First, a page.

While all of the anthologies’ larger arguments (whether more or less explicitly mounted, more or less thoroughly developed) met the learning objectives we devised for the course and demonstrated a high quality of work, there were—to be sure—some less successful choices along the way. Even those, however, illuminated productive tensions that we leveraged during class discussions and individual group meetings to drive additional debate and analysis. The “Supernatural Literature” anthology, for instance, subtitled theirs a “Pocket-Sized Edition.” While the subtitle suggests highly excerpted texts with a condensed editorial apparatus, this anthology was the longest in the class coming in at 589 pages. This length was afforded by the digital nature of the anthologies; in other words, these editors could include texts wholesale, and they did. In making the choice to include the entirety of several texts the editors were striving to make their anthology “complete.” This completeness, however, jarred with their simultaneous desire to make the anthology handy and accessible. It begged the question: what does “pocket size” mean in a digital age? Considering that the third edition of the Broadview Anthology of British Literature: Concise Volume A comes in at “concise” 1888 pages, one can easily see that the “Supernatural Literature” editorial group was trying to find a way to refashion established print publishing language for a digital context.
As we’ve said, the caliber of work across the anthologies in both sections that semester was quite high. The average group score in Corey’s class was 88.5% (B+) and in Miranda’s class was 90.1% (A-). The anthology constituted 40% of students’ grades in both courses, so success on the anthology often translated into high course grades. We should note that, while there are many ways to evaluate this project, we chose in our courses to balance an assessment of the group’s final product (the anthology) with an assessment of individual contributions, giving more weight to the latter. We asked each student to produce an individual “Editor’s Note,” submitted separately. For each student’s grade, the quality of the anthology as a whole product accounted for 40% of the project grade, while the student’s individual contributions, as detailed in their Editor’s Note, accounted for 60% of the project grade. Our division clearly weighed individual contribution more than group product in order to emphasize process over product and to reflect the ways in which the assignment has crucial meta-cognitive dimensions. The “Editor’s Note” provides a moment for students both to clearly iterate their specific contributions to the anthology and to view themselves as participants in the discipline of literary scholarship. Other instructors may, of course, weight these components differently, or use other means of assessment.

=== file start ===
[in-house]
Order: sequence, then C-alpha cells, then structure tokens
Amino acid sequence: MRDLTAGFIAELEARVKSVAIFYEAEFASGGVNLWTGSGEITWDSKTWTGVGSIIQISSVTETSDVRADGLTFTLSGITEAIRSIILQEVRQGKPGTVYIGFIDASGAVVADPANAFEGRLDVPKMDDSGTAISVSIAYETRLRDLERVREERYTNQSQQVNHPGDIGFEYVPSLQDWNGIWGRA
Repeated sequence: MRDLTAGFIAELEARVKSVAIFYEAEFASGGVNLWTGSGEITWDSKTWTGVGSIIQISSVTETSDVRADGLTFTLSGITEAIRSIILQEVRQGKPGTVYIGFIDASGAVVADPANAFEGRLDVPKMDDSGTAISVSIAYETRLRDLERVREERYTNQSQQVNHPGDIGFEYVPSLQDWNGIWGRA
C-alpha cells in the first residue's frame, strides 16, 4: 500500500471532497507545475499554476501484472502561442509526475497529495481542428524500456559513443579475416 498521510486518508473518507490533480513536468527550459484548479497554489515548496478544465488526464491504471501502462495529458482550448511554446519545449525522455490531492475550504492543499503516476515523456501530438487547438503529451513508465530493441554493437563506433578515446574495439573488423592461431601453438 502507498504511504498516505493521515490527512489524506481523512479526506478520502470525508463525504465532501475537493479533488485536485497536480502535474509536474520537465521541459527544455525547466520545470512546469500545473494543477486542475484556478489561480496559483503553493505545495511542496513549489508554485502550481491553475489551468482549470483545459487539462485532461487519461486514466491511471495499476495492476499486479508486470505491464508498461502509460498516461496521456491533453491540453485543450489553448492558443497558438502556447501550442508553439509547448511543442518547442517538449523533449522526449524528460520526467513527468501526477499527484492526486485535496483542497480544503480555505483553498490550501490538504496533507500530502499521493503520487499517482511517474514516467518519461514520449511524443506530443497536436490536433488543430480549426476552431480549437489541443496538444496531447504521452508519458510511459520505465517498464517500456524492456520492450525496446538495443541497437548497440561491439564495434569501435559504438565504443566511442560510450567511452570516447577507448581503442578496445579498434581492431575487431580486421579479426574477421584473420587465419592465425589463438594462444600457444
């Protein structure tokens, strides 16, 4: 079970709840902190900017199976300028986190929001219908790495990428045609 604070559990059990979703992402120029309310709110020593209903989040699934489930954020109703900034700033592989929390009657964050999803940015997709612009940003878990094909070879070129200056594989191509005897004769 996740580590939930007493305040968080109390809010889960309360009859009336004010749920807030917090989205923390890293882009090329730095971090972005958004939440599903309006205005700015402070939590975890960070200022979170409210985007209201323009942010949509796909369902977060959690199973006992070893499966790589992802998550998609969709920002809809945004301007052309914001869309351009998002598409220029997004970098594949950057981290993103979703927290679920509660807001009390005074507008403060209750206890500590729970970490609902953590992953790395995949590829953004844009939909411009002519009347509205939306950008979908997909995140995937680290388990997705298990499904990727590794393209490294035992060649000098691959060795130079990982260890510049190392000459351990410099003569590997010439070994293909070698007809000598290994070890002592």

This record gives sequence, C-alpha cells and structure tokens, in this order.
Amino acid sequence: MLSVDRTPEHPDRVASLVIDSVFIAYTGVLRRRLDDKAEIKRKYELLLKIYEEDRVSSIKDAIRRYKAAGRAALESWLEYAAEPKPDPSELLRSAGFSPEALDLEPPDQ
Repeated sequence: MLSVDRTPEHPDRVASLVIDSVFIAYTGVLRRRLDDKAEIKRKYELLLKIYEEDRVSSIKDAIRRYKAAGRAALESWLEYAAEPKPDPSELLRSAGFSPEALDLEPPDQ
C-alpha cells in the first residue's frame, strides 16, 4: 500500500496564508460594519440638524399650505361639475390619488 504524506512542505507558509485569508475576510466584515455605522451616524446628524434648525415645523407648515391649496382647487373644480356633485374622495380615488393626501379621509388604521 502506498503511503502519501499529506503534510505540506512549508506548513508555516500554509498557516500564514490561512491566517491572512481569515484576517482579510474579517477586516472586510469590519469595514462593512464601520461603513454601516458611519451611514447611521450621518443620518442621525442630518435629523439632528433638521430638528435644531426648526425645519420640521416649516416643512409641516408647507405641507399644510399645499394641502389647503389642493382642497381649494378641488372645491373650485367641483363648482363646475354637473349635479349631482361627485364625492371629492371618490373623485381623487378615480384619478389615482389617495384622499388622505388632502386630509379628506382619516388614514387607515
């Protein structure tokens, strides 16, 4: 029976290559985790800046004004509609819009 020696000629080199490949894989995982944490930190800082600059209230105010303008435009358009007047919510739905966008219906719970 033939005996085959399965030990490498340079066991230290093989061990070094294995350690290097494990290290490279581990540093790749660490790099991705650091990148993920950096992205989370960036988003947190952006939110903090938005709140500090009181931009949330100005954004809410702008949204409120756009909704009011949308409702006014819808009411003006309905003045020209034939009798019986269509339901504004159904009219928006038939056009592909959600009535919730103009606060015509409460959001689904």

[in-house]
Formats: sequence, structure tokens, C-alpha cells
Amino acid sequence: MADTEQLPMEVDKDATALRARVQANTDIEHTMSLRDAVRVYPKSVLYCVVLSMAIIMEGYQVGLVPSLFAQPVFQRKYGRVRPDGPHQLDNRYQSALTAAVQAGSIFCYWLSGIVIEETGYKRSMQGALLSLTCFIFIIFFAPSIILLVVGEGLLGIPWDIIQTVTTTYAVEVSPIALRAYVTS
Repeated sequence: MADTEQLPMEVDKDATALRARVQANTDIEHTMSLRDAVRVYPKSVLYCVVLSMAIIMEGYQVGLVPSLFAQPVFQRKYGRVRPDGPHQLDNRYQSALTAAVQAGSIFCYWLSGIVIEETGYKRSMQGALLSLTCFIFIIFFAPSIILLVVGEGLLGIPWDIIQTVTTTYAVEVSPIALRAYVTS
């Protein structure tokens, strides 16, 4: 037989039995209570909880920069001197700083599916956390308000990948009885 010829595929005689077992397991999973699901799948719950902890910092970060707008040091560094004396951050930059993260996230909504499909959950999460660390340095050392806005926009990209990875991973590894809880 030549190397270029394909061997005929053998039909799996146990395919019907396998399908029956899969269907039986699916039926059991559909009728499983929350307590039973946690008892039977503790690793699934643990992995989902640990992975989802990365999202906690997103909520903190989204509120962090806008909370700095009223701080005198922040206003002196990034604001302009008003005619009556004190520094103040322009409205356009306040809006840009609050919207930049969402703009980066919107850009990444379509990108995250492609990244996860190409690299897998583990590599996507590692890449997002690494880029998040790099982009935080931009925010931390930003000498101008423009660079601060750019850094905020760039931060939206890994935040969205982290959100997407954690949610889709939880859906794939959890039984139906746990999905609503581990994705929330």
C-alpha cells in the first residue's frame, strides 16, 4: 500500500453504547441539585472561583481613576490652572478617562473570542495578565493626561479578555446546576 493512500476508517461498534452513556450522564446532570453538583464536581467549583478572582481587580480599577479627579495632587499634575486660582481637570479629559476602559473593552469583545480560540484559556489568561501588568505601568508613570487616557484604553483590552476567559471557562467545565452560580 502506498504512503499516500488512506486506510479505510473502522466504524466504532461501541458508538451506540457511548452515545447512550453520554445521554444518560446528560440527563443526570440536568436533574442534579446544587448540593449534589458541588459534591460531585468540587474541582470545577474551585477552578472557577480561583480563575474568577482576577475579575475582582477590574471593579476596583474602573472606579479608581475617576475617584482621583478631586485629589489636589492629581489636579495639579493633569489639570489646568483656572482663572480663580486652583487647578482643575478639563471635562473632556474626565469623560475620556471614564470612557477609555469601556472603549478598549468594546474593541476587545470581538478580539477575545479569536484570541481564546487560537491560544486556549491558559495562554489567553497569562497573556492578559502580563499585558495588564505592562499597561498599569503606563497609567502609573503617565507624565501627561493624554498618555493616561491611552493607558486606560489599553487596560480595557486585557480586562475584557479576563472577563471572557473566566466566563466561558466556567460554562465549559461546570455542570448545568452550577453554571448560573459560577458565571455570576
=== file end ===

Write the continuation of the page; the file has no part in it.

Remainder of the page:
- Student Responses
Our students responded to this ambitious project with unequivocal enthusiasm. In an anonymous survey completed at the end of the semester, students were asked to rank various tools and elements of the courses (quizzes, assignments, lectures, etc.) on a scale from 5 to 1, with 5 being the most educationally useful in terms of learning about the literary period. The verdict was clear: by an overwhelming majority, students found the digital anthology the most educationally useful tool for meeting the course objectives. Over 66% of the students in each course gave the project a perfect score of 5; moreover, 84% in Corey’s course and 92% in Miranda’s course scored the assignment as either a 4 or 5. Most tellingly, we had few outliers; across both courses, very few students ranked the project lower than a 4. In a total of 56 students organized into 13 teams across the two courses, only 1 student ranked the project a 3, 3 students ranked it a 2, and 1 student ranked it a 1. This survey’s data—gathered on the last day of class and completed anonymously alongside the “official” departmental course evaluations—confirmed what we had already gleaned anecdotally: that with few exceptions, our students enthusiastically embraced the challenge of the digital anthology and credited it with adding a greater dimension to their knowledge of the period and to their classroom experience.